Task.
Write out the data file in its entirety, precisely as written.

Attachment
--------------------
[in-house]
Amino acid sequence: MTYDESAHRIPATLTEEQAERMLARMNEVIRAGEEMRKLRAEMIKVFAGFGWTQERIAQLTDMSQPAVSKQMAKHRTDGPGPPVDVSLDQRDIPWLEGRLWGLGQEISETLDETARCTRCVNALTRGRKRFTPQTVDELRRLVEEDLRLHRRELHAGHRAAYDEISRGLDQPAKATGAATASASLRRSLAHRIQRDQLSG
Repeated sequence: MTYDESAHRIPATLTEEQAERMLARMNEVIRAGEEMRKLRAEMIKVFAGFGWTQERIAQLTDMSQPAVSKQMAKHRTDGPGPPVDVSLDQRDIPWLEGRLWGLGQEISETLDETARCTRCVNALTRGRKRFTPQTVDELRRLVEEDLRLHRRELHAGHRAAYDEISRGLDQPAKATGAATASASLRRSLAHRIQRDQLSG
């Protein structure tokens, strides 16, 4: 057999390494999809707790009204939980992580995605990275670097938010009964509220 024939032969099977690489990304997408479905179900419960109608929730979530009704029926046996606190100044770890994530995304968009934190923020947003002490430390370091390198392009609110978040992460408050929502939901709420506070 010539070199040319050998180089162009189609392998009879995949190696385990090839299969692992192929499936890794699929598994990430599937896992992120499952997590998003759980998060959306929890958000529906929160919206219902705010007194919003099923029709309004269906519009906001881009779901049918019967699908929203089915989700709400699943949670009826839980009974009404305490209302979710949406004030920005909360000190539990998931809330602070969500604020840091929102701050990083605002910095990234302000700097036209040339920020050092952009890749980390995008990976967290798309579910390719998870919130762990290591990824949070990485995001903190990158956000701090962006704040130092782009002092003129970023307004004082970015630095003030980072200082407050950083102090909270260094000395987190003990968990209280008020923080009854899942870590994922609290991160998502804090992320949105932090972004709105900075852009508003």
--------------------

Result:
[in-house]
Amino acid sequence: MTYDESAHRIPATLTEEQAERMLARMNEVIRAGEEMRKLRAEMIKVFAGFGWTQERIAQLTDMSQPAVSKQMAKHRTDGPGPPVDVSLDQRDIPWLEGRLWGLGQEISETLDETARCTRCVNALTRGRKRFTPQTVDELRRLVEEDLRLHRRELHAGHRAAYDEISRGLDQPAKATGAATASASLRRSLAHRIQRDQLSG
Repeated sequence: MTYDESAHRIPATLTEEQAERMLARMNEVIRAGEEMRKLRAEMIKVFAGFGWTQERIAQLTDMSQPAVSKQMAKHRTDGPGPPVDVSLDQRDIPWLEGRLWGLGQEISETLDETARCTRCVNALTRGRKRFTPQTVDELRRLVEEDLRLHRRELHAGHRAAYDEISRGLDQPAKATGAATASASLRRSLAHRIQRDQLSG
């Protein structure tokens, strides 16, 4: 057999390494999809707790009204939980992580995605990275670097938010009964509220 024939032969099977690489990304997408479905179900419960109608929730979530009704029926046996606190100044770890994530995304968009934190923020947003002490430390370091390198392009609110978040992460408050929502939901709420506070 010539070199040319050998180089162009189609392998009879995949190696385990090839299969692992192929499936890794699929598994990430599937896992992120499952997590998003759980998060959306929890958000529906929160919206219902705010007194919003099923029709309004269906519009906001881009779901049918019967699908929203089915989700709400699943949670009826839980009974009404305490209302979710949406004030920005909360000190539990998931809330602070969500604020840091929102701050990083605002910095990234302000700097036209040339920020050092952009890749980390995008990976967290798309579910390719998870919130762990290591990824949070990485995001903190990158956000701090962006704040130092782009002092003129970023307004004082970015630095003030980072200082407050950083102090909270260094000395987190003990968990209280008020923080009854899942870590994922609290991160998502804090992320949105932090972004709105900075852009508003």